A Tear in the Wall


Ripping a phone book in half is a classic strongman routine, but one U.K. artist is going a notch further, "tearing" a wall of bricks in two for the sake of art.

Alex Chinneck is the mind behind the 10-ton, 4,000-brick permanent installation, which gives the illusion of a page ripping in two.

The installation, titled "Six Pins and a Half Dozen Needles," is situated in Assembly London, which will house offices, restaurants and retail. Prior to the redevelopment of the complex, a publisher occupied the space for two decades, a fact that served as the inspiration for Chinneck’s work.

The sculpture is placed 65 feet high, giving the appearance that the building’s red brick is splitting in two. According to Dezeen, Chinneck spent months scanning torn sheets of paper in order to design the split digitally.

"I try to introduce sculptural interventions in unexpected contexts, heightening a sense of discovery when you encounter them," Chinneck told Dezeen. "With this in mind, the archetypal nature of the building's upper elevation makes it a perfect platform for surprise.

"The work looks to energize the architecture by reconfiguring and reinvigorating what was already materially present, albeit seemingly," Chinneck added.

The designer also noted that he strove to make the piece visually harmonious with the space it occupies, rather than letting it become contextually overpowering.

Six Pins and a Half Dozen Needles

The two halves of the 40-foot tall torn-page sculpture appear as if they are leaning away from one another, ready to fall. To add a cartoonish element to the sculpture, the designer said he layered the bricks two deep, which lends an exaggerated depth to the work.

To keep the sculpture steady and standing, the installation was mounted on a steel framework that was both bolted and welded to the building. The actual page tear, noted Dezeen, is comprised of hundreds of unique water- and hand-cut bricks, along with 1,000 separate stainless steel components.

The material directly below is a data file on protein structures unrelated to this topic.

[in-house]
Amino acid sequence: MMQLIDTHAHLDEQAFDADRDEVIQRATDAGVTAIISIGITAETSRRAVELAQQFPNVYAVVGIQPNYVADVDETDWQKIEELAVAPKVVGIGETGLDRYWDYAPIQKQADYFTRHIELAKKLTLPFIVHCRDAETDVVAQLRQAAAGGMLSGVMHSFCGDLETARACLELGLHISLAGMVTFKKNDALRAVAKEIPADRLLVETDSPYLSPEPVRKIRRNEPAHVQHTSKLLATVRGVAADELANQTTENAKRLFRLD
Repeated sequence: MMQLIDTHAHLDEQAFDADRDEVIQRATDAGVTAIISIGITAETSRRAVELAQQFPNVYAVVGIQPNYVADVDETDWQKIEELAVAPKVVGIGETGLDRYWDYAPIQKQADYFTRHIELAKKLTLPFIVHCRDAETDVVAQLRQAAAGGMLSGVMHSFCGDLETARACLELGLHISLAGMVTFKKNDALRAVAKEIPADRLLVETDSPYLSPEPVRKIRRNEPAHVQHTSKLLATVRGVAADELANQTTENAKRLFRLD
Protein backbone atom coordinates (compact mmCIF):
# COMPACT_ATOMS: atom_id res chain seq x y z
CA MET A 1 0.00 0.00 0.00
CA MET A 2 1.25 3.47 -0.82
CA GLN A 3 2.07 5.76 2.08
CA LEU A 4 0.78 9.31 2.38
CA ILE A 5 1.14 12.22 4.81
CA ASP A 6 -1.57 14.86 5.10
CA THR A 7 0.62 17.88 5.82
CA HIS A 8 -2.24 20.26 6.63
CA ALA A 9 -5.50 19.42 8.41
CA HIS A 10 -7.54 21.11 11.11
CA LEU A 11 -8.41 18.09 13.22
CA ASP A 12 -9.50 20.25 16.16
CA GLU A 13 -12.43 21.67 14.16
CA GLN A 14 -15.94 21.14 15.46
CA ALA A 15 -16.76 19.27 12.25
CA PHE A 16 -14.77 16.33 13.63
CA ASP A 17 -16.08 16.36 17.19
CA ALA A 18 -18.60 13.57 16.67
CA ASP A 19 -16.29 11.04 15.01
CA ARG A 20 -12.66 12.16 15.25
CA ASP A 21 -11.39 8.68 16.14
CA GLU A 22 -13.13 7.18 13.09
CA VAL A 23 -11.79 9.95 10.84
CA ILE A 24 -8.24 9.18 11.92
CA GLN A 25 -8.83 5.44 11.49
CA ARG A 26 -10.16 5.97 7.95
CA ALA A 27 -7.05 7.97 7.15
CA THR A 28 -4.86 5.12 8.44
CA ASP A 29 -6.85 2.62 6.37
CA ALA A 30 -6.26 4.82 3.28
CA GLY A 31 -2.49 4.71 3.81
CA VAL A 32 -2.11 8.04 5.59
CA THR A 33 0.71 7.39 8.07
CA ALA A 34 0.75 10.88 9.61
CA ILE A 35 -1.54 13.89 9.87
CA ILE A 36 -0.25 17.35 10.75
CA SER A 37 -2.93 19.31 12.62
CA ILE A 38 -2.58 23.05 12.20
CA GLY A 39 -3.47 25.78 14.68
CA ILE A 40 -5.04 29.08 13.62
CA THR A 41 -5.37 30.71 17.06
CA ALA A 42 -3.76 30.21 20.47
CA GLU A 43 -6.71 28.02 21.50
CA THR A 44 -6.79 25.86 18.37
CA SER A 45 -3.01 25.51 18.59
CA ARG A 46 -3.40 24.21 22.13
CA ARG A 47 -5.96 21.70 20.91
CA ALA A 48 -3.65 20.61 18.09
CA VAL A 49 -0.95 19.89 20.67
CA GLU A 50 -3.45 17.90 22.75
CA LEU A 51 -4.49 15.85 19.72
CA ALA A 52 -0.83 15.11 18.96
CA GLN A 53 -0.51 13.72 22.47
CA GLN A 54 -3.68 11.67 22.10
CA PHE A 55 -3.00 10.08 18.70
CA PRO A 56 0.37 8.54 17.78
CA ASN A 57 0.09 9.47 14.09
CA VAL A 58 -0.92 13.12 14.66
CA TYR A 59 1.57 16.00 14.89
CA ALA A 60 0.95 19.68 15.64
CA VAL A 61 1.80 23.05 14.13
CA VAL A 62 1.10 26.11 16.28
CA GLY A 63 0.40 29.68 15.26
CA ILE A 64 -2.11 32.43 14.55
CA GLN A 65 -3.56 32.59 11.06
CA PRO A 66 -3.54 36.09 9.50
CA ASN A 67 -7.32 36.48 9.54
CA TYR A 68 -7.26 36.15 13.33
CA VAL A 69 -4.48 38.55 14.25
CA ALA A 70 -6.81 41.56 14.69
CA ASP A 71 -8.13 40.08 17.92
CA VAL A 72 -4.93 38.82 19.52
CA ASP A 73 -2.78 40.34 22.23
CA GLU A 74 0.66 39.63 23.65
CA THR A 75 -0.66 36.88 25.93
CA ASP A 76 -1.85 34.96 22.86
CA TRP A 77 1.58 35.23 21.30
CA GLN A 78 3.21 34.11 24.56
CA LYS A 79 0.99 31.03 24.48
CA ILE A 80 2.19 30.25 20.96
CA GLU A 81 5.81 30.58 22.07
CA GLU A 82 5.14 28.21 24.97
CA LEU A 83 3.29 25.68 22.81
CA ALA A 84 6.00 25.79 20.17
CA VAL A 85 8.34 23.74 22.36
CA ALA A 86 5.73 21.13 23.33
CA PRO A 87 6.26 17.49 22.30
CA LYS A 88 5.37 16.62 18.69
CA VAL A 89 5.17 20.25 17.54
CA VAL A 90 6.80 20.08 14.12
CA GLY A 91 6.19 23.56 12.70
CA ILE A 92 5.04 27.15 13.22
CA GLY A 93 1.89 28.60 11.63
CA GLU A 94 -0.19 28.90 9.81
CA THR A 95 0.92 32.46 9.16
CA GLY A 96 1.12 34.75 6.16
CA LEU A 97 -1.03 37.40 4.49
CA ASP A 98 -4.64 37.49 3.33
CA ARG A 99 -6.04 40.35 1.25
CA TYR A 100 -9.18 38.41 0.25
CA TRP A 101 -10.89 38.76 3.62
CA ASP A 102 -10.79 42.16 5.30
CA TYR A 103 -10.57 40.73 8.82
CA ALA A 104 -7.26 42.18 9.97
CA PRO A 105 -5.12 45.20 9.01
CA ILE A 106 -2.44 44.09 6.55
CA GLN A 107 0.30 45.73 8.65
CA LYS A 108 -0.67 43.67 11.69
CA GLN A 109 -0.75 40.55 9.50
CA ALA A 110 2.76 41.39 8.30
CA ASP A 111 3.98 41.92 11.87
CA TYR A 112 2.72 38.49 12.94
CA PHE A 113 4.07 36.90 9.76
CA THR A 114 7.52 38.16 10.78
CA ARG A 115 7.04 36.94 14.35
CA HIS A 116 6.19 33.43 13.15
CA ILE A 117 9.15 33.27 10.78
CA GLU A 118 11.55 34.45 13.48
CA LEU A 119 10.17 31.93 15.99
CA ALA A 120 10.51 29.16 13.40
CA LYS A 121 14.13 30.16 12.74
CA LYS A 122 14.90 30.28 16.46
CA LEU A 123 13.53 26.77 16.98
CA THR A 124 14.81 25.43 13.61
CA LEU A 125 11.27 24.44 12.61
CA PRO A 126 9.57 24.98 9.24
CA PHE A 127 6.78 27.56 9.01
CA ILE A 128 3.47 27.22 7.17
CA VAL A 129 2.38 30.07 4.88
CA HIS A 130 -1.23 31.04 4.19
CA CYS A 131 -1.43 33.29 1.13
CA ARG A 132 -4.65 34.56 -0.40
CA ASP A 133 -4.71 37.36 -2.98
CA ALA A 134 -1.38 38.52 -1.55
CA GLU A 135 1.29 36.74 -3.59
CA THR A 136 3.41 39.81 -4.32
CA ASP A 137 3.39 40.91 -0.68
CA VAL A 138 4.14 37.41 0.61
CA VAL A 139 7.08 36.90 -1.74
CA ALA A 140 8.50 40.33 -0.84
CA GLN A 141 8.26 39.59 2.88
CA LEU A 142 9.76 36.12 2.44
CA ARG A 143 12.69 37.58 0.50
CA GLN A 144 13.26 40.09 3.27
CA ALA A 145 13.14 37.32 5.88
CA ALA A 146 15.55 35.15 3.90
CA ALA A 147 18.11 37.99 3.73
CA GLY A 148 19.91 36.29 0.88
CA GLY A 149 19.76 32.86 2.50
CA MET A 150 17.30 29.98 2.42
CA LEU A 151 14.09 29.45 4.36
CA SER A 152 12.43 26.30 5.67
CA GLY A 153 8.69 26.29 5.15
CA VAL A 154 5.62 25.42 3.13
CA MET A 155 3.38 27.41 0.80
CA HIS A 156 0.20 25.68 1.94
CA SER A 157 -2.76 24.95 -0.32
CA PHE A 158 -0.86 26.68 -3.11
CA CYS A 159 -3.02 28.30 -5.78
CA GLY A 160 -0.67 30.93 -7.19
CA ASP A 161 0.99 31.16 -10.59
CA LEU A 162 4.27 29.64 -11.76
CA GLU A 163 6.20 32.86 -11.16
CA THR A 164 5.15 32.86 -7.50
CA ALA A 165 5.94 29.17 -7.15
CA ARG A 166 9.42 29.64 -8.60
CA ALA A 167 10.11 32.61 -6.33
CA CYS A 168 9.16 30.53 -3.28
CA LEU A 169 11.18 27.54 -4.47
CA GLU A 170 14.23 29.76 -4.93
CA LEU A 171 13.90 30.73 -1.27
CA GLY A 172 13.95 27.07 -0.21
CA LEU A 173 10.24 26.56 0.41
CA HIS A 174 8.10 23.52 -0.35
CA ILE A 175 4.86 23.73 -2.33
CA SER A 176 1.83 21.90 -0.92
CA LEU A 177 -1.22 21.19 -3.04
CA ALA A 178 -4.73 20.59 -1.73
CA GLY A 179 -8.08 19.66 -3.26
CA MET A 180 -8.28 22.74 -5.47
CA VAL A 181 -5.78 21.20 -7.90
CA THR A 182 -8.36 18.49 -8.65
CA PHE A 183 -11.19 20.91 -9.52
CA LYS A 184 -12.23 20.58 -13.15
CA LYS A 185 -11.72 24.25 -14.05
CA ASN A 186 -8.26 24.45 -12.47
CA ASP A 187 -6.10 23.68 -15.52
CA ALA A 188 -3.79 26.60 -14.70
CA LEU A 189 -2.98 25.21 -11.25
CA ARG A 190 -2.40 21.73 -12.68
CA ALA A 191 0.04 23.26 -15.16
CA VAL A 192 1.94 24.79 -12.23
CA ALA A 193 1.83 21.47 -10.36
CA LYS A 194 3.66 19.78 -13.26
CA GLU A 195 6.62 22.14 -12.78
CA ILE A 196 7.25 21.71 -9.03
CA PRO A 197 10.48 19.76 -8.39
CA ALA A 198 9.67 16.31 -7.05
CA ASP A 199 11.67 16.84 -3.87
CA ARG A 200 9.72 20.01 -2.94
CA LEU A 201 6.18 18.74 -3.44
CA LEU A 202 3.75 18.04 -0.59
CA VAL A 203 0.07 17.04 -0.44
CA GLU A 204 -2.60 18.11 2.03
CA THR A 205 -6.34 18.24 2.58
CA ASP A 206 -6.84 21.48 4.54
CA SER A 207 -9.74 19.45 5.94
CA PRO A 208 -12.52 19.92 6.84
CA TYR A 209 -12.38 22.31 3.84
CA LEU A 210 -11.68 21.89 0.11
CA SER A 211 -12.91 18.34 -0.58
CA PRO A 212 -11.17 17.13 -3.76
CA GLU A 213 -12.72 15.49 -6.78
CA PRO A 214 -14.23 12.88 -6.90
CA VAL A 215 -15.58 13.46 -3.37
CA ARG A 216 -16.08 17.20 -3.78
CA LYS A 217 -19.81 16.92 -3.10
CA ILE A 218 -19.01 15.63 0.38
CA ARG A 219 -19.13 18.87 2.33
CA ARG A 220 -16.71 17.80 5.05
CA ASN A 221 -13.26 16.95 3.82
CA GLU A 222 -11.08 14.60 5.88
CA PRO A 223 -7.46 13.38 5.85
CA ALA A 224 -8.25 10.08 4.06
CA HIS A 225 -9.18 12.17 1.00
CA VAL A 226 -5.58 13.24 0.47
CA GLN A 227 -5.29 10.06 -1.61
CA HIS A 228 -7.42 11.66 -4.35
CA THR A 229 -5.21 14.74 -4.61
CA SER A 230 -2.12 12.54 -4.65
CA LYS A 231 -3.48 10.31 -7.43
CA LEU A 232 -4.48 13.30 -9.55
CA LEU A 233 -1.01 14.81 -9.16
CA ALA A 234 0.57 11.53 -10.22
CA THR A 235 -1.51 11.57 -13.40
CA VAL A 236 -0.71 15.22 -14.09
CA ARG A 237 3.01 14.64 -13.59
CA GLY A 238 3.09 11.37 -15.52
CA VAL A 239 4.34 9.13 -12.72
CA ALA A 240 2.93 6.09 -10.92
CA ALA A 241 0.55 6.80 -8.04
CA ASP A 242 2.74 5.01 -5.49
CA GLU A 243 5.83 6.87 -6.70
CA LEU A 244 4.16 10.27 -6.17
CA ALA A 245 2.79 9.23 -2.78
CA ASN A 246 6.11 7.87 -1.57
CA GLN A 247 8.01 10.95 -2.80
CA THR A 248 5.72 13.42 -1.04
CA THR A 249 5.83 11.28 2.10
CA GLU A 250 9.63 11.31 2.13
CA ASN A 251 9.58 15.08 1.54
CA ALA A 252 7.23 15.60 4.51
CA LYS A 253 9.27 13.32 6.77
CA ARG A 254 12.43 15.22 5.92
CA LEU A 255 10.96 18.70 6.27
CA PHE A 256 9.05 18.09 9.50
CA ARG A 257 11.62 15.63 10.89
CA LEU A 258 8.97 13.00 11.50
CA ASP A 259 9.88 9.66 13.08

Overall, installation of the piece took 18 hours, with each segment lifted over the roofs of neighboring buildings—some of which exceeded 240 feet.

In order to make this page-tearing dream a reality, Chinneck worked with a team for over 14 months, collaborating with structural engineers, steel fabricators, brick makers and other industry professionals, along with his customary art team.

Publishing the Page

The artist named the piece to reflect what it takes to stitch up a tear—pins and needles. Chinneck noted that he divorced two things that are inherently linked by placing the theoretical pins and needles on opposing sides of the installation.

"I use well-known expressions because I think people feel an immediate acquaintance with them,” he told Dezeen. Surrealism is the warping of the world around us and both my work and my titles look to distort familiarity with a measured portion of fantasy."

The artist is most known for his temporary installations that blur the boundaries between fact and fiction, which includes an upside-down pylon and a slumping house facade.

The work was commissioned by AXA Investment Mangers—Real Assets.


Tagged categories: Artists; Brick; Building facades; Color + Design; Construction; Design; EMEA (Europe, Middle East and Africa); Renovation

Join the Conversation:

Sign in to our community to add your comments.